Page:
Sebring Test Concludes Aeroscreen Testing

Photo: Pato O’Ward testing at Sebring today. Thanks to Vincent Anderson for the photo and his comments below:

On seeing the drivers in the cars: “The glove colors will be more important this year. mandatory white or neon gloves?”

He could see the drivers”More than i thought but less than last year. Pato’s white gloves were working the wheel today. his white gloves stood out.”

sebsebring

Sebastien Bourdais tries out the aeroscreen. Photo: Vincent Anderson

 

From Indycar:

Aeroscreen passes its final 2019 test
at Sebring International Raceway

SEBRING, Florida (November 5, 2019) – INDYCAR continued its Aeroscreen development program Tuesday at Sebring International Raceway with Arrow McLaren SP and Dale Coyne Racing with Vasser-Sullivan participating in the fourth and final test session of the year.

The conditions for the one-day test could only be described as ideal for testing the safety innovation, with the weather unseasonably hot and humid like the NTT IndyCar Series teams will face through the summer stretch and the track was predictably bumpy in replicating a street course.

Amid all that, the Aeroscreen, scheduled for its race debut at the season-opening Firestone Grand Prix of St. Petersburg on March 13-15 in St. Petersburg, Fla., performed as designed once again.

“And we checked boxes with drivers who had not previously experienced the Aeroscreen,” said Bill Pappas, INDYCAR’s vice president of competition and engineering.

Four-time Indy car champion Sebastien Bourdais of Dale Coyne Racing with Vasser-Sullivan, Patricio O’Ward of Arrow McLaren SP and Santino Ferrucci of Dale Coyne Racing, who utilized Bourdais’ car in for the session, were the latest group of NTT IndyCar Series drivers to have the opportunity to test the Aeroscreen.

The steamy Florida weather allowed for trying various driver cooling options and further validate the anti-fogging mechanism. Bourdais, who wears glasses, had no visibility issues in his first experience with the Aeroscreen. O’Ward, in his first on-track experience with Arrow McLaren SP, similarly adapted quickly to his new cockpit surroundings. Ferrucci had no issues while driving Bourdais’ car.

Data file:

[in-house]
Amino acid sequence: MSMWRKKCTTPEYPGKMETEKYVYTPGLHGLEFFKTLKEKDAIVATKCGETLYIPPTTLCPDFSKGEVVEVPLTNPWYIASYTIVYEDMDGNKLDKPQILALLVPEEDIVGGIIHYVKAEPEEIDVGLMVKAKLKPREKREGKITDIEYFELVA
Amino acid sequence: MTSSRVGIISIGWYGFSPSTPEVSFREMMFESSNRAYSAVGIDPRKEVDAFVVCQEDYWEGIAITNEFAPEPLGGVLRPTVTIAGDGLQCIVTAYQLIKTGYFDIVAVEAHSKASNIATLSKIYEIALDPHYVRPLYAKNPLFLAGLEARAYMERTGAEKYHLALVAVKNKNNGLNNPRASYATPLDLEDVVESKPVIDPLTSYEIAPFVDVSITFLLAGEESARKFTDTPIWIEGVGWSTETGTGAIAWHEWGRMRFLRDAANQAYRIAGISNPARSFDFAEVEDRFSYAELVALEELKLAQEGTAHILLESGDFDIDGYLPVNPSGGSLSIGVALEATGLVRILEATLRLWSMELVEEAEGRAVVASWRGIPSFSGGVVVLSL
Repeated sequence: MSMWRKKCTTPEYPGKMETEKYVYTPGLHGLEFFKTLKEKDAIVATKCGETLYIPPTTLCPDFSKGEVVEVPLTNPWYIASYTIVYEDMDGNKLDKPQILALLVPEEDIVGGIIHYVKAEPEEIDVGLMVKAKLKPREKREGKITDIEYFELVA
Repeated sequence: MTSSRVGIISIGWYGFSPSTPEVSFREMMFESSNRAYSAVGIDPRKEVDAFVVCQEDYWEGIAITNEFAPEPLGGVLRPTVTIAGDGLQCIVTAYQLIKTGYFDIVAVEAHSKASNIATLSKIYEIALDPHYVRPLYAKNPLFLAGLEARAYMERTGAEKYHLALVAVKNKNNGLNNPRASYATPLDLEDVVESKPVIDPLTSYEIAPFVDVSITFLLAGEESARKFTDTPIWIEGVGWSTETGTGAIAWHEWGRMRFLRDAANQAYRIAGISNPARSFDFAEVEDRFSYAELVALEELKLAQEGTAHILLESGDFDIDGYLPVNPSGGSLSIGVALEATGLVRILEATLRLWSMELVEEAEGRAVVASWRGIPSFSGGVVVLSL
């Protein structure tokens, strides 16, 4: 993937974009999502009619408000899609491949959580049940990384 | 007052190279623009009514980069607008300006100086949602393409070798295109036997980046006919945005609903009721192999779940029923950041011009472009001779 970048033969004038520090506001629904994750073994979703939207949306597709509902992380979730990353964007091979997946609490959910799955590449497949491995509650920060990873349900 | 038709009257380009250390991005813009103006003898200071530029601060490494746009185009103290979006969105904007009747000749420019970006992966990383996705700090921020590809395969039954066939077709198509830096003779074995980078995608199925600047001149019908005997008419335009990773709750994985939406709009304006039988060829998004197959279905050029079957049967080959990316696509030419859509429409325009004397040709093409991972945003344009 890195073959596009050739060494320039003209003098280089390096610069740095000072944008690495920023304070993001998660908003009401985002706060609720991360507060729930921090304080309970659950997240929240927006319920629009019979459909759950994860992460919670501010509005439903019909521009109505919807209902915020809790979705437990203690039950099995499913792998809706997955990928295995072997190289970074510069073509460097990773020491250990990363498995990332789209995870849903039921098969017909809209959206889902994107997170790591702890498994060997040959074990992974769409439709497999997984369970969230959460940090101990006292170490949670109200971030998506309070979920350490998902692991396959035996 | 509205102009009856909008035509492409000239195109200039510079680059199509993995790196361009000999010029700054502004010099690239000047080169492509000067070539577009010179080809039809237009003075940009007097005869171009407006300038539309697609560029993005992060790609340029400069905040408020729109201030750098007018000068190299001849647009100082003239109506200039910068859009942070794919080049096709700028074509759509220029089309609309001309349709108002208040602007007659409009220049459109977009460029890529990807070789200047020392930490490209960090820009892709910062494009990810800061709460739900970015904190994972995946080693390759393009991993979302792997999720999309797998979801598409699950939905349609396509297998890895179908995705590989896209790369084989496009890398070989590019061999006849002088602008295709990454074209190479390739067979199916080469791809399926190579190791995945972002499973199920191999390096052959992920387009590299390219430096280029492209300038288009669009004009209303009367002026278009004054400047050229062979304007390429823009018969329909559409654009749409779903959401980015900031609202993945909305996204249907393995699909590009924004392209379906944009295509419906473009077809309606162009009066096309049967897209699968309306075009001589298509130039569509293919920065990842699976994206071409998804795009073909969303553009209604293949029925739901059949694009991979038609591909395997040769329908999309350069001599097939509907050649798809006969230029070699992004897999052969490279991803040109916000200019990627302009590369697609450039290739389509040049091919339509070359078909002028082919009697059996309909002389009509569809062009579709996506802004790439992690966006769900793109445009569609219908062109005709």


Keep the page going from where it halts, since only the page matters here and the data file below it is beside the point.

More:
Pappas said INDYCAR and its suppliers are on schedule to deliver Aeroscreens to all full-season teams next month as preparation builds for Firestone Grand Prix of St. Petersburg. The Aeroscreen was announced in May and developed by Red Bull Advanced Technologies in conjunction with INDYCAR.

Arrow McLaren SP and Dale Coyne Racing with Vasser-Sullivan became the fourth and fifth teams to work with the Aeroscreen. Chip Ganassi Racing, Team Penske and Andretti Autosport participated in tests last month that were held at Indianapolis Motor Speedway, Barber Motorsports Park and Richmond Raceway. Scott Dixon of Chip Ganassi Racing and Will Power of Team Penske took part in the test at IMS; Ryan Hunter-Reay of Andretti Autosport and Simon Pagenaud of Team Penske tested at Barber; and Josef Newgarden of Team Penske and Dixon handled Richmond.

These tests were designed to replicate the various conditions competitors will face during the 17-race season. IMS is the largest (2.5 miles) and fastest oval on the schedule while the .75-mile Richmond layout is the shortest of the five oval tracks. Barber Motorsports Park is a permanent road course like INDYCAR will use on seven occasions next year, and there will be five street-course races where Sebring-like bumps must be navigated.